In this article, we are going to learn how to install, configure, and use the git version control system on Debian effectively. We will cover essential git commands, so you can configure and use git on Debian or related Linux distributions like Ubuntu or Linux Mint. For the course of this tutorial, I am using Debian 10 Buster Edition. You can either use the same distribution or any derived one. Let us begin!
Why use Git?
Git is a version control system, and it helps a user to keep history of certain files which are continuously edited. Due to rapid edits, it is impossible to keep the history of each change. Therefore, there are higher chances that the user may lose some data if something goes wrong. This is where git helps users to avoid unwanted circumstances. Git is not limited to individual users. It is even more helpful in a team environment. Each and every logged user who pushes changes can track their and other team members’ changes which takes teamwork to the next level.
Let’s Configure Git
1. First we’ll install git on our Debian system using the following command
$ sudo apt install git
Once installed, you can check the version using git –version command, and it should display the following results:
2. Now we will configure git on priority, so when it comes to using git features we do not run into problems.
Register your name and email using the following commands:
$ git config --global user.name "John Doe"
$ git config --global user.email [email protected]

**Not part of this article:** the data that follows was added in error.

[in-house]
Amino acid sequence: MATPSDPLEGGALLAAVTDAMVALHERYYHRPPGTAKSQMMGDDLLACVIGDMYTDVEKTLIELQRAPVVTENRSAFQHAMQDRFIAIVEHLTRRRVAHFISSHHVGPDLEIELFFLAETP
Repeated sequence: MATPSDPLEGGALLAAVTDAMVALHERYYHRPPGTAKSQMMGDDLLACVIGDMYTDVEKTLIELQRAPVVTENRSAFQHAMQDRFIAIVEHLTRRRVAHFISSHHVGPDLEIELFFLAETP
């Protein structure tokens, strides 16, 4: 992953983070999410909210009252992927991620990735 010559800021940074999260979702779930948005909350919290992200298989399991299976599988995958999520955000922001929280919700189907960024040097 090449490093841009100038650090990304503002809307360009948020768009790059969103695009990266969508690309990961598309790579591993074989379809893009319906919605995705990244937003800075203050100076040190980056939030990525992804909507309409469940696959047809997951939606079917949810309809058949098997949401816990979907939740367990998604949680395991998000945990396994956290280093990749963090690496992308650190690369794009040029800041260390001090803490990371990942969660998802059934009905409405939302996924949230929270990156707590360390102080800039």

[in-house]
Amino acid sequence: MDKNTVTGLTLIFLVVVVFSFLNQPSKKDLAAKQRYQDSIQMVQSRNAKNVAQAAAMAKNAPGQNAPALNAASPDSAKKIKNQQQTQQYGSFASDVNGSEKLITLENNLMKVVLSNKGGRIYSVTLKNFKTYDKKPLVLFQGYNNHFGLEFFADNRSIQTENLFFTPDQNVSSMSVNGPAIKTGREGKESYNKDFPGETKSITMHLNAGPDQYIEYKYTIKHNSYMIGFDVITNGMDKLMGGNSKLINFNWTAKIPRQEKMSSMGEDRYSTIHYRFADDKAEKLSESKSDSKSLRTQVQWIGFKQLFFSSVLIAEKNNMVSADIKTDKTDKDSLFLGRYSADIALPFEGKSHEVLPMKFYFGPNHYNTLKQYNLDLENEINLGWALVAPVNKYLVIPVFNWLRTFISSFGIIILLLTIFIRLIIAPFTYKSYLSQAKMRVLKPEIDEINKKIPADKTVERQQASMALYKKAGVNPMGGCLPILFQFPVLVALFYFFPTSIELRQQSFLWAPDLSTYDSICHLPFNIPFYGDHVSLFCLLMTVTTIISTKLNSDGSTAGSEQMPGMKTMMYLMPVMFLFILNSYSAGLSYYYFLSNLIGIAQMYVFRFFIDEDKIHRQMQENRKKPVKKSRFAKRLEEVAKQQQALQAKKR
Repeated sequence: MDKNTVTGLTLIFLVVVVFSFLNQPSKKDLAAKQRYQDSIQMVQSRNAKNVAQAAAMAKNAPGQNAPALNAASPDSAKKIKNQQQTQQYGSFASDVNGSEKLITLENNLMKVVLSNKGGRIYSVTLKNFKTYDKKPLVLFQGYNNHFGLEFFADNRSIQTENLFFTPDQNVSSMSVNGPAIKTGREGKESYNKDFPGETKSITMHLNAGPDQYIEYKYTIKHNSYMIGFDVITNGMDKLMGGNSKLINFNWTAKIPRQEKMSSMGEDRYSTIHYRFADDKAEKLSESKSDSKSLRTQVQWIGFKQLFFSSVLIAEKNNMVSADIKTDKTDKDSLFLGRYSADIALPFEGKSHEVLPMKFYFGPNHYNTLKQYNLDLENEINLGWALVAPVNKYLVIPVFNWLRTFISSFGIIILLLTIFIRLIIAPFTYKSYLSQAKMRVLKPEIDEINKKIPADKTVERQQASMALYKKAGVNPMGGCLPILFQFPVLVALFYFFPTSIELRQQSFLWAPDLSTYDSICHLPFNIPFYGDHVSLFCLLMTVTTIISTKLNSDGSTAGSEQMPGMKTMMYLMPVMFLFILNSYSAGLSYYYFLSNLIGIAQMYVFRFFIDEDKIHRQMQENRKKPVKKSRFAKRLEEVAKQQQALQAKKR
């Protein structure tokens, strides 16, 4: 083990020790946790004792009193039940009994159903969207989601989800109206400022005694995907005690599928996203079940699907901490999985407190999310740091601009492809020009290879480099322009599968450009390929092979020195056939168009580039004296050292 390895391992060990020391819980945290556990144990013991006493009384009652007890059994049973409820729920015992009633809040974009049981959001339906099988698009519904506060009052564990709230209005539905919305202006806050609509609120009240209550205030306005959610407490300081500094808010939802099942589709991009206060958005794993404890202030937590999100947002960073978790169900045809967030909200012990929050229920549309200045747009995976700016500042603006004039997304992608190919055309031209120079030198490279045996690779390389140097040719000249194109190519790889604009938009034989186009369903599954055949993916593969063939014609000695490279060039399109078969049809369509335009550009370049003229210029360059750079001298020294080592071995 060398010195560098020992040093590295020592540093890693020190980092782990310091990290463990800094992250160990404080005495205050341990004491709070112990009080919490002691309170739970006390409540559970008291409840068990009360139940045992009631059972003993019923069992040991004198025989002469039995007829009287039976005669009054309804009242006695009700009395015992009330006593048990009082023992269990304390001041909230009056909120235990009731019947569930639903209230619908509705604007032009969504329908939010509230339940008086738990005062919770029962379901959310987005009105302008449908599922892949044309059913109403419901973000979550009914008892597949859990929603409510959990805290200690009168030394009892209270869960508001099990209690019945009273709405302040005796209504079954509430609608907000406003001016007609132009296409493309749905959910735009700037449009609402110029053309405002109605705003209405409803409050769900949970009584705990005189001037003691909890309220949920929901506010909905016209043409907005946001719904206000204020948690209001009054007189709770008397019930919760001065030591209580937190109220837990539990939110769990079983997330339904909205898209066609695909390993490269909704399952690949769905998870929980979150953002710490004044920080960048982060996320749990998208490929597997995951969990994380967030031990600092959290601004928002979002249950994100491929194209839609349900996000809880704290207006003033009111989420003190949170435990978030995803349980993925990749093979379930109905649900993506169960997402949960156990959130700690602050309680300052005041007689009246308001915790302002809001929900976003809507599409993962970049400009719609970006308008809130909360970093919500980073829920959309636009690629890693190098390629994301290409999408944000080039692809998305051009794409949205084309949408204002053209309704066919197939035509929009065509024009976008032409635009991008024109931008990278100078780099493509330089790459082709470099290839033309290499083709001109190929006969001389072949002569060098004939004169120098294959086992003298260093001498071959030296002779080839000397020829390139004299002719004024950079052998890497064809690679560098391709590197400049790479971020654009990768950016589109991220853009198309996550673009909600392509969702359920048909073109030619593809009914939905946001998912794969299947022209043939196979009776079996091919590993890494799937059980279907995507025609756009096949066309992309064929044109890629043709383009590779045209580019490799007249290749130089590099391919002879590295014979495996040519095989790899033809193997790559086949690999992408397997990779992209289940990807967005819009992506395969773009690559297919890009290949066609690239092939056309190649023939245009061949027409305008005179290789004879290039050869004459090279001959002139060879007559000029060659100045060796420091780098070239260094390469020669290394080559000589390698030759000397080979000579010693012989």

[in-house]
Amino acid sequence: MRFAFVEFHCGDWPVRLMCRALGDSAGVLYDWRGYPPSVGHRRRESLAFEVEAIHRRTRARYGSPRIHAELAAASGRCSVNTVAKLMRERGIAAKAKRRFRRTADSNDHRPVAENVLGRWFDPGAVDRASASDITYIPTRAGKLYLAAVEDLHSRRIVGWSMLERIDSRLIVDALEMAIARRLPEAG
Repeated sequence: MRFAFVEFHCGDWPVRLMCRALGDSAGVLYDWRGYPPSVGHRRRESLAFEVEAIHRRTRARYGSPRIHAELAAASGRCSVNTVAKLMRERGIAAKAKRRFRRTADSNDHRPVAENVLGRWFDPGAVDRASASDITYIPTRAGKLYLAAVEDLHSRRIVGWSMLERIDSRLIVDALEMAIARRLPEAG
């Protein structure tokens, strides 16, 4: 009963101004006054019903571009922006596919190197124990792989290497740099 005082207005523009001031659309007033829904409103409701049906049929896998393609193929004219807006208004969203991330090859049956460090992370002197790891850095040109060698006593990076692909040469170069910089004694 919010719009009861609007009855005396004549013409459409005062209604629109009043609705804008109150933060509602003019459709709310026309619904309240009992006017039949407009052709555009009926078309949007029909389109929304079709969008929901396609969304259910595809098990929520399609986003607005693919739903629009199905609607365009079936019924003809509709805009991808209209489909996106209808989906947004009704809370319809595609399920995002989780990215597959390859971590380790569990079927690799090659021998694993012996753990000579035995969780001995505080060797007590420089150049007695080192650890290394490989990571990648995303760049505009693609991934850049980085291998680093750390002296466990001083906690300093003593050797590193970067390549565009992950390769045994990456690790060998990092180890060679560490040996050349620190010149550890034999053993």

Above commands will register both your name and email. Once done successfully, your name and email will display when you push the changes to the remote repository. Read my article on how to configure a remote repository on LinuxWays.
Get Using Git
We have installed git and configured it successfully. Now, we are going to use git for our benefits.
1. Create a new directory using mkdir newRepo command
2. Change the directory using cd /newRepo command
3. We will now initialize the folder as a git repo. Following command will help us with this:
$ git init
4. Now we have a local repo and we will add some files into it then we’ll check the status.
$ git add ReadMe.md
$ git status
5. We have a new file in our local repository. Now we are going to commit and push the file using the following commands.
$ git commit -m “this is my first git commit”
$ git push origin master
In this article, we have covered a significant breadth of Git commands which are used on a daily basis. Many individual developers and teams do not go beyond these commands in their routine. All of the commands are valid for Debian, Ubuntu, and related distributions which follow apt packaging systems. On LinuxWays, we strive to publish beginner to advanced articles. We will cover more git commands in a future article. If you have any questions, do not hesitate to ask in the comments.
Karim Buzdar holds a degree in telecommunication engineering and holds several sysadmin certifications including CCNA RS, SCP, and ACE. As an IT engineer and technical author, he writes for various websites.